One of Yorkshire's quaintest traditions took place today.
The Haxey Hood is contested annually in early January in the village of Haxey, on the outskirts of Doncaster.
The game - featuring teams from local pubs - dates back to the 14th century and remains hugely popular, attracting large crowds of spectators.
The tradition is still thriving despite several setbacks over the years, including pub closures, licensing rows and the retirement of the long-serving 'Fool' who starts the game.
Guesthouse owner's anger after licensing restrictions stop her taking part in Haxey Hood
In 2019, only one of the four original pubs was open for business during the Hood, and at one point it seemed the event's future was in doubt due to a dispute involving one of their landlords.
The folklore surrounding the Hood is based on the story of Lady de Mowbray, a local landowner's wife, who was riding between Westwoodside and Haxey in around 1359 when her silk riding hood was blown off in a gale. Thirteen farmhands rushed to retrieve it from a nearby field, but the man who caught it was too shy to present it to her, and gave it to one of the others instead.
Lady de Mowbray told the man who handed it back that he had acted like a lord, while the man who had found it was a fool for his reticence.
She then donated 13 acres of land on condition that the chase would be re-enacted every year by the men of the village. It's always held on the Twelfth Day of Christmas according to the Christian calendar - January 6.
The hood itself is a piece of leather and the rugby-style scrum that takes place during the game is called a 'sway'. Players can't throw the hood or run with it - they must push and pull it within the sway towards the direction of their pub.
The Loco, Duke William and The King's Arms in Haxey and The Carpenter's Arms in Westwoodside historically fielded teams. The overseer is called the Lord of the Hood, and there are other 'referees' called boggins as well as the Fool, who leads the procession between the pubs and has the right to kiss any woman he encounters along the way. He then makes a welcome speech and a fire is lit behind him - a custom known as 'smoking the Fool'.
In centuries past, the poor Fool used to be suspended over the fire before he nearly choked, and was then dropped down and told to try and escape.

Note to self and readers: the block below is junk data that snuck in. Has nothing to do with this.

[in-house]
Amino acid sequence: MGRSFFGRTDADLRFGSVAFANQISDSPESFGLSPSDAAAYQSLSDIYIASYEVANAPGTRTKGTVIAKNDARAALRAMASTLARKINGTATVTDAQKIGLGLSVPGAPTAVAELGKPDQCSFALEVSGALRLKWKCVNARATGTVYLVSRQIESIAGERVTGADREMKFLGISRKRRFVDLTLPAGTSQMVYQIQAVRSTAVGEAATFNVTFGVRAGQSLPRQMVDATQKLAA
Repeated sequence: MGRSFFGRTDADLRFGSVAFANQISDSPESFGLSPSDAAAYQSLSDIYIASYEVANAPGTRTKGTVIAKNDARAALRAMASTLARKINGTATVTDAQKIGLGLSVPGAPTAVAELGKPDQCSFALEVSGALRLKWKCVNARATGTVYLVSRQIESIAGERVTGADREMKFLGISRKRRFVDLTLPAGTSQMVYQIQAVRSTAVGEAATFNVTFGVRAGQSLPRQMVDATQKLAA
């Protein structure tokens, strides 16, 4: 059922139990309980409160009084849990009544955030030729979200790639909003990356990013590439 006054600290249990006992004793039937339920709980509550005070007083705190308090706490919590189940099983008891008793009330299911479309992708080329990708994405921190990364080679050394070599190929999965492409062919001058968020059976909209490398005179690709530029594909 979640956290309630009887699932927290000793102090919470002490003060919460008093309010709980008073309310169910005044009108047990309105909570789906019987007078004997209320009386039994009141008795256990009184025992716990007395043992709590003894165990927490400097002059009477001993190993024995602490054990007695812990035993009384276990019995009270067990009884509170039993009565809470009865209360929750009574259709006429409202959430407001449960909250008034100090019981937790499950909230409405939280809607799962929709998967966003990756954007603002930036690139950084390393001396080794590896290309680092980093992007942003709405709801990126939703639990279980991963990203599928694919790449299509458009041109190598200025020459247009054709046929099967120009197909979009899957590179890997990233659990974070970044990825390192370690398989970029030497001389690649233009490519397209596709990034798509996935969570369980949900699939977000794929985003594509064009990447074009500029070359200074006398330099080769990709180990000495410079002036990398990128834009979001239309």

His traditional chant translates as 'house against house, town against town, if a man meets a man, knock him down but don’t hurt him.'
The game is won when the hood arrives at the front step of the victorious pub and is given to the landlord, who retains possession of it for the year.
The patch of land used to contest the Hood is so prominent that the churned-up ground can even be seen from space in Google Earth satellite images.
Due to the lack of Haxey pubs taking part in 2019, a winning milestone near the The King's Arms had to be nominated instead.
In 2002, a car was shunted 10ft down a road into another vehicle by the sway. Parking along the route is no longer allowed.
Bad blood in the Hood
The Hood was in jeopardy last year because of a long-running dispute between the owner of two of the pubs and the local community that began in 2018.
Paul Chapman chose not to open the Duke William and Loco on game day after deciding he could no longer support the Hood.
He had submitted a planning application to knock down the Duke William and replace it with housing. The plans were rejected by North Lincolnshire Council and there was fierce resistance in Haxey.
The King's Arms was also closed for a period due to licensing issues and did not open for the Hood.
It was the first time in centuries that one of the pubs was not trading during the Hood, let alone three. The situation was described as 'unprecedented'.
Mr Chapman said he felt 'let down' by locals over their campaign against his development proposals.
A guesthouse in Haxey that offered to replace one of the original pubs was also forced to close over licensing complaints after objections to the idea.
Organisers said 'two fingers up to everyone who has tried to disrupt the Hood' in an emotional Facebook post after a successful game.
However, Hood enthusiasts pointed out that the tradition actually pre-dates the building of the pubs in the villages and can still go ahead using beer tents and marquees if necessary.
2019 was also the final time that Fool of 25 years Dale Smith performed the role before retiring. The position is now held by James Chatwin.